Shenzhou-14 taikonauts enter Mengtian lab module after China Space Station completes assembly in orbit
Published: Nov 03, 2022 09:37 PM
The Shenzhou-14 taikonauts entered the Mengtian lab module - the third and last part of the three-module China Space Station - on November 3, 2022. Photo: IC

The Shenzhou-14 taikonauts entered the Mengtian lab module - the third and last part of the three-module China Space Station - on November 3, 2022. Photo: IC

China's manned space program has witnessed another milestone, as the Shenzhou-14 taikonauts entered the Mengtian lab module - the third and last part of the three-module China Space Station - on Thursday afternoon, after the new module carried out a transposition to the side docking port, completing in-orbit assembly of the station's T-shape basic structure. 

As seen on live coverage aired by state broadcaster China Central Television (CCTV) on Thursday, Shenzhou-14 mission commander Chen Dong first entered the Mengtian lab module, followed by his fellow crewmembers Liu Yang and Cai Xuzhe.

Chen announced that "the dream of Tiangong (celestial palace) has come true. The Shenzhou-14 crew has successfully entered the Mengtian lab module." 

Liu, for her part, stressed that the "China Space Station is the common space home for humanity." Cai said "Let's embark on a new space journey together." 

Chen told CCTV during a live space-ground link that on the 152nd day of their space journey, the crew finally welcomed the Mengtian module. "Our space home has now become more spacious."

The Shenzhou-14 crew, in their five-month stay in space, has carried out two spacewalks, delivered one Tiangong Classroom lecture session and received two of the three modules of the space station in space. 

According to the China Manned Space Agency (CMSA), the Shenzhou-14 crew will be visited by the Tianzhou-5 cargo spacecraft and the Shenzhou-15 manned spacecraft, and two crews of six taikonauts will make China's first direct handover in-orbit.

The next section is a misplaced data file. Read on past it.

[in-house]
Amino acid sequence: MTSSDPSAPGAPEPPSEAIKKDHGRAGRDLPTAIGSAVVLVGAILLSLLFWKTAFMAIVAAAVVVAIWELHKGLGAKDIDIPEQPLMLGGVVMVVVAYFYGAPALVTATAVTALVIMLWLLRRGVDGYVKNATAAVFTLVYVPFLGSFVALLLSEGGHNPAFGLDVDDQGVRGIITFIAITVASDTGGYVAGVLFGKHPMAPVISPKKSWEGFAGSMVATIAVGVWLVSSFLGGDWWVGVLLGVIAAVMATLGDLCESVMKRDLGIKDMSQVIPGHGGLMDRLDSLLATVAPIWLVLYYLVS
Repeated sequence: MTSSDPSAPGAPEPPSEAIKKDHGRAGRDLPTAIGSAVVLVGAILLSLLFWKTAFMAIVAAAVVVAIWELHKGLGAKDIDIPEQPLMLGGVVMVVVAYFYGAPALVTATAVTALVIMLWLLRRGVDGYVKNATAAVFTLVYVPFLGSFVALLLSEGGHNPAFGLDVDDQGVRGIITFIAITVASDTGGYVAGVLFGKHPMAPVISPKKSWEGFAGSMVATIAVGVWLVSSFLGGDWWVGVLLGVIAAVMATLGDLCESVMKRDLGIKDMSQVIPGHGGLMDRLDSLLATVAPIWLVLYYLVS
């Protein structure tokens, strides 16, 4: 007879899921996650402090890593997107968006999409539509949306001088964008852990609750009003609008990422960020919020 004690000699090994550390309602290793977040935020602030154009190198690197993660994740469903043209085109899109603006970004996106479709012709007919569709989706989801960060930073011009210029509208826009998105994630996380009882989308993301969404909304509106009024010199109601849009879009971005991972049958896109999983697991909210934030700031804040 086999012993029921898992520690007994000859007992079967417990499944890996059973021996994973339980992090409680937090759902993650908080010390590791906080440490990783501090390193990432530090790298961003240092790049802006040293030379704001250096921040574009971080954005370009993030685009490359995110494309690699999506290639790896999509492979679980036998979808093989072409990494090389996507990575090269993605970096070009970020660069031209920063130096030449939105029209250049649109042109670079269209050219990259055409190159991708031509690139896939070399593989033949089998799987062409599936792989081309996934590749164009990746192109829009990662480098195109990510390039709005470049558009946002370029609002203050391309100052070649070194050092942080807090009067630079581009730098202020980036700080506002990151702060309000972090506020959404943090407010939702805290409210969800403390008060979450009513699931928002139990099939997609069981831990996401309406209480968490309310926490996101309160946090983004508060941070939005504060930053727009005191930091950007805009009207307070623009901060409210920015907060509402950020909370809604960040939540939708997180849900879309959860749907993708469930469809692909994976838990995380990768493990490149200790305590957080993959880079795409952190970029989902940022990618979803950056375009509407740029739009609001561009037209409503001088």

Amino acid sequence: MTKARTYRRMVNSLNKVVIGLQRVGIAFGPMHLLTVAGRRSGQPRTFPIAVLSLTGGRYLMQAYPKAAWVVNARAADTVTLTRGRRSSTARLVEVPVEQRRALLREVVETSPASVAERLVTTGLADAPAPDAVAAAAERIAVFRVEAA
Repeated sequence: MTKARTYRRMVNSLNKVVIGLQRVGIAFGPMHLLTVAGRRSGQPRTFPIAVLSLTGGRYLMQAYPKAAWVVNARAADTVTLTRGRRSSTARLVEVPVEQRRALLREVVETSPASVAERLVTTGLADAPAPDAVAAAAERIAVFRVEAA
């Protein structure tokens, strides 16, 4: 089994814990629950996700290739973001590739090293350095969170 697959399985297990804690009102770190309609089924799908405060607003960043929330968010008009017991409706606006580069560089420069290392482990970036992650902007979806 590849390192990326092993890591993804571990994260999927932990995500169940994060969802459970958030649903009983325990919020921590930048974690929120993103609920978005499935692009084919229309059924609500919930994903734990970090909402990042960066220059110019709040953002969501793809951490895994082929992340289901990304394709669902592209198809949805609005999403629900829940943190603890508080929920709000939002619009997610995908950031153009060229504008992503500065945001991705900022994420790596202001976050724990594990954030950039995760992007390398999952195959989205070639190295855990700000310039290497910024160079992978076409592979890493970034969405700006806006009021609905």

During the transposition maneuver earlier on Thursday, the Mengtian lab module first completed its state configuration and separated from the space station's core module, the Tianhe. Later, the Wentian conducted its transposition and then docked with the side port of the space station's node cabin. The Mengtian transposition took about one hour, the Global Times learned from the CMSA on Thursday.

With the successful transposition operation of the Mengtian lab module, the China Space Station has completed the assembly of its T-shape basic structure in orbit, marking a key step forward toward the completion of the space station. 

Next, tests and assessment work will be carried out on the basic functions of the China Space Station, said the CMSA in a statement it provided to the Global Times.

It was the second time that China has completed an in-orbit transposition of a large-scale spacecraft cabin by applying transfer facilities, following a first with the Mengtian - the first space station lab on September 30. 

After the two transpositions, the space station combination has formed the T-shape basic structure with the Tianhe core module in the middle, with the Wentian and Mengtian on the side and symmetric to each other.